Conservatives say they will back Liberal government’s foreign interference bill

Click to play video: 'Ottawa tables bill to counter foreign interference'
Ottawa tables bill to counter foreign interference
WATCH: Ottawa tables bill to counter foreign interference – May 6, 2024

The opposition Conservatives will work quickly to pass the Liberal government’s proposed foreign interference legislation, foreign affairs critic Michael Chong said Tuesday, pointing to the tight timeline to get the measures in place before the next federal election.

In a letter to Public Safety Minister Dominic LeBlanc, Chong said Conservatives are proposing to move a unanimous consent motion at the end of the debate during the second reading of Bill C-70. If adopted it would allow the bill’s “expeditious passage” through the House of Commons and committee before receiving royal assent.

“As the general election draws closer, time is running out to strengthen the confidence Canadians have in our elections,” wrote Chong, who has testified that he was among those targeted by China.

“Conservatives will work in good faith to ensure the rapid progress of Bill C-70 through the House while ensuring sufficient scrutiny of the bill’s measures. I look forward to working with you to see the passage of this legislation through Parliament.”

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Bill C-70 proposes new powers for the Canadian Security Intelligence Service to investigate and combat foreign interference, as well as new and updated criminal offences for sabotage, political interference and other crimes committed on behalf of foreign entities, along with increased prison sentences that range up to life behind bars.

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Chief among the proposed measures is a foreign influence registry that would require anyone working for a foreign government, business or other entity involved in policymaking or political campaigning to register their activities with a new independent commissioner.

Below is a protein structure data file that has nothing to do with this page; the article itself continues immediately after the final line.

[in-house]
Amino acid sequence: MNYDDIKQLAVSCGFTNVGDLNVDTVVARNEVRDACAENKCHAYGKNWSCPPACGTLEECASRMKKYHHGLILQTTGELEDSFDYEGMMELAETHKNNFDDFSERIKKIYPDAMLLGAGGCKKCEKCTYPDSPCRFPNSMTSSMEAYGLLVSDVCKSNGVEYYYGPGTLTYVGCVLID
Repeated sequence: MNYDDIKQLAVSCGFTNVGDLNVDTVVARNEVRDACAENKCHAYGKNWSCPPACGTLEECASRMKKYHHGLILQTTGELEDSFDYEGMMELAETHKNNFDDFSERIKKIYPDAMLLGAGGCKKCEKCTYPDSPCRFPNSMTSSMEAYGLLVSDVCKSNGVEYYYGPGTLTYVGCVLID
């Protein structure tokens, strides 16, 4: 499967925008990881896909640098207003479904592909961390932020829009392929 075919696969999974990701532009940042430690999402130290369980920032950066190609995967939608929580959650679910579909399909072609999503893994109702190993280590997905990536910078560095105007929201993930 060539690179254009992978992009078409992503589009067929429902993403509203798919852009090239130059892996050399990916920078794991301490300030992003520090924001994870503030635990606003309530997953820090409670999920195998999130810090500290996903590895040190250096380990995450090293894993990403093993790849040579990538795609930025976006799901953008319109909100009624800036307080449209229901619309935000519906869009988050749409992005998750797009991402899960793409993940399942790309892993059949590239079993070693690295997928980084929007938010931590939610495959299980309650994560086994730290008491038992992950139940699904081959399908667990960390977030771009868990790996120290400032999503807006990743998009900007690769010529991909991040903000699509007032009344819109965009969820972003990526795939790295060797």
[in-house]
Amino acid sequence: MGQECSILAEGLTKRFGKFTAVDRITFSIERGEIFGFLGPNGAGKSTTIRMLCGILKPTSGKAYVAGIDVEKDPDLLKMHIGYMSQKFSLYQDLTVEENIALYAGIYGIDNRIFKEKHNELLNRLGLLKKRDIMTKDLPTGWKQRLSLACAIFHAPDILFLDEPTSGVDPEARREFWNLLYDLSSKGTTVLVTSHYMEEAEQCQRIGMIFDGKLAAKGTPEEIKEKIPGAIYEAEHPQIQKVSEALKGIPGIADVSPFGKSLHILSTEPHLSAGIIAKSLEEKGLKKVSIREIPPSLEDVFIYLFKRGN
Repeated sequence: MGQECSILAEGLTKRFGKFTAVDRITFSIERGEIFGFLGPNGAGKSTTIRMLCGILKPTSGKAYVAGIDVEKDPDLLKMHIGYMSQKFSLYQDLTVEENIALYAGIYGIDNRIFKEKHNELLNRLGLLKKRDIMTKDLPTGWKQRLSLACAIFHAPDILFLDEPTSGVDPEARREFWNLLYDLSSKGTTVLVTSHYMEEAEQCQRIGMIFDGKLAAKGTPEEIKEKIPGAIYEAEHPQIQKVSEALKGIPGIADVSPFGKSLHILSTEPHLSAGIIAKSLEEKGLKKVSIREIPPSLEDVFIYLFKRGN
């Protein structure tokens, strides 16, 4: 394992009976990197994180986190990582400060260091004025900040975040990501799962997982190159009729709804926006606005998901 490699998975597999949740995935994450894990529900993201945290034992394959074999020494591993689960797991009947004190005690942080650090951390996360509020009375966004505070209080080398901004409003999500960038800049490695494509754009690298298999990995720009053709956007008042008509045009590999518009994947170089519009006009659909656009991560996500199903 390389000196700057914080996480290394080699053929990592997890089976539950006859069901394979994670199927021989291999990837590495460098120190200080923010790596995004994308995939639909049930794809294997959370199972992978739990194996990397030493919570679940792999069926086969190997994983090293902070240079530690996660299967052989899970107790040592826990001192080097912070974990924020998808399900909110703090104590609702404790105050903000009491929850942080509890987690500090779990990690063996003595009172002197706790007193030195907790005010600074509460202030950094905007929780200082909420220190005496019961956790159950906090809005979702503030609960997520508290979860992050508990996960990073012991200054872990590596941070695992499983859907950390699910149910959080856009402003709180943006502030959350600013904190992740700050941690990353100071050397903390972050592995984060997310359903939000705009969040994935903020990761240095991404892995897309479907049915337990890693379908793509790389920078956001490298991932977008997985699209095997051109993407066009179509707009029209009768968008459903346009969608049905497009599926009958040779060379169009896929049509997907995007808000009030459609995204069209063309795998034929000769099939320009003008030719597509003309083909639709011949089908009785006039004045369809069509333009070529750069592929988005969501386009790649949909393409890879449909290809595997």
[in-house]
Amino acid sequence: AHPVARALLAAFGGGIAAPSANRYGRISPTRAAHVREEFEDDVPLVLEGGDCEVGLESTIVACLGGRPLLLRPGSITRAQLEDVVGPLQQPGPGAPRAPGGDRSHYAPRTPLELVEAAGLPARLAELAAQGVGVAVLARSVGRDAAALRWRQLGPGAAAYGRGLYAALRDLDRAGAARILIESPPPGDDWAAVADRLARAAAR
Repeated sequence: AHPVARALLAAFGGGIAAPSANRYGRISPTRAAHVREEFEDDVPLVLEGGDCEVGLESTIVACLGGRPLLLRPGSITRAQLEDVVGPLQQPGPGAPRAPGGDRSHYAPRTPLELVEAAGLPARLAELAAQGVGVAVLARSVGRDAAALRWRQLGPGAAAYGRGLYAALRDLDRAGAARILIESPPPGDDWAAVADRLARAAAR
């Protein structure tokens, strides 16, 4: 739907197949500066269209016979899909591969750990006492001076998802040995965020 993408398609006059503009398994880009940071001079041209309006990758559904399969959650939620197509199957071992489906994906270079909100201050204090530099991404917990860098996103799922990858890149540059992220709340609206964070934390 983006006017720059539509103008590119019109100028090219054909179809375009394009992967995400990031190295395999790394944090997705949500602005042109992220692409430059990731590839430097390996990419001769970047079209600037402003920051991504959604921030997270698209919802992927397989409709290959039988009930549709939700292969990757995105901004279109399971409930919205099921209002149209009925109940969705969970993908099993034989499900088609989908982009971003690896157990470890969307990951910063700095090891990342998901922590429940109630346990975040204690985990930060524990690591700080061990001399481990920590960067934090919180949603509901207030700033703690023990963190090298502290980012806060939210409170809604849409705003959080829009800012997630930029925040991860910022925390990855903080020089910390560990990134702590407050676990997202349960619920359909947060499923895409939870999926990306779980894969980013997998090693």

Click to play video: 'Foreign interference bill welcomed but needs work, diaspora groups say'
Foreign interference bill welcomed but needs work, diaspora groups say

The bill, which was introduced in the House of Commons on May 6, provides for a one-year timeline to get the foreign influence transparency commissioner’s office up and running, along with the other proposed reforms.

The next election is scheduled to be held no later than October 2025, putting pressure on the House and the Senate, which has yet to consider the bill, to get the legislation passed quickly.

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Achieving that, Chong said in a statement issued by the Conservatives Tuesday, is “vital to ensuring that Canadians can head to the polls in confidence and free of intimidation or fear.”

LeBlanc said after tabling the legislation that he was hopeful all the provisions included in the bill are in place by the time of the next election.

“I’m not pessimistic that we can’t build a consensus around the importance of having this legislation in place as quickly as possible,” he told reporters.

The legislation comes amid increasing pressure on the federal government to strengthen its measures against foreign interference, particularly against elections and diaspora communities.

A public inquiry into the matter has noted attempts by foreign actors to meddle in the last two federal elections undermined Canadians’ trust. Chong testified as a witness at the inquiry.

The statements mark a rare moment of Conservative support for Liberal legislation. The opposition has spent months voting against nearly all of the government’s priority legislation, arguing it is spending too much at a time of economic uncertainty for Canadians.

During heated testimony at a House defence committee meeting Monday, Conservative MP Pat Kelly told Defence Minister Bill Blair the party would continue to vote down government spending initiatives as a sign of non-confidence.

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“We will vote non-confidence in this government at every opportunity,” he said.

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